Robert Zoellick, the president of the World Bank, has announced that he will step down at the end of his current term.
He informed the board of his decision today, the Associated Press reported.
They will now begin the process of selecting a new president, before Zoellick's five-year term comes to an end on June 30.
Appointments may technically be in the hands of the bank's leadership, but according to the Wall Street Journal, in reality the decision lies with the White House – which always appoints an American.
This time round, however, the position could be opened up to a candidate from an emerging economy, the Financial Times speculated.
"The Bank has recognized that we live in a world of multiple poles of growth where traditional concepts of the 'Third World' are now outdated and where developing countries have a key role to play as growth drivers and responsible stakeholders," Zoellick said in a statement today.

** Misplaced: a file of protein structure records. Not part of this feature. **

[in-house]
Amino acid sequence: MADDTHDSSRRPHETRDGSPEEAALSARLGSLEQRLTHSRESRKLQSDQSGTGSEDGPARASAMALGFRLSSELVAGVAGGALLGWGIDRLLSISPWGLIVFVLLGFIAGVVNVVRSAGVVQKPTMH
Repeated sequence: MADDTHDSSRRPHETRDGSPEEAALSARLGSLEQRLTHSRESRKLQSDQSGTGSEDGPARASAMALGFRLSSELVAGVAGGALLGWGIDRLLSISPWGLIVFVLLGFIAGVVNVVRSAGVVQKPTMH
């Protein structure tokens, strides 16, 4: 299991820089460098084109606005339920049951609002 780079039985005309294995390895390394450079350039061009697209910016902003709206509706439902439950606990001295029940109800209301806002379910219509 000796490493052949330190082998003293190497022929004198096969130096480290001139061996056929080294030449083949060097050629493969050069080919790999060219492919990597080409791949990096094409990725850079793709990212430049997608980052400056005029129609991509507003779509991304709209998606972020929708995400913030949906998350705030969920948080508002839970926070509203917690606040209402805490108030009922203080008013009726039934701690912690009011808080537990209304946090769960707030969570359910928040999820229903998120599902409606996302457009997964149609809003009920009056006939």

Zoellick became president of the World Bank in 2007, after his predecessor, Paul Wolfowitz, was forced to resign after controversy over his relationship with a female employee. The then president George W. Bush nominated Zoellick for the position.
Foreign Policy cited a source within the World Bank who said it was rumored the current US administration told Zoellick earlier this week that "they would like to see him go." However, another source told its correspondent that Zoellick had made the decision independently.
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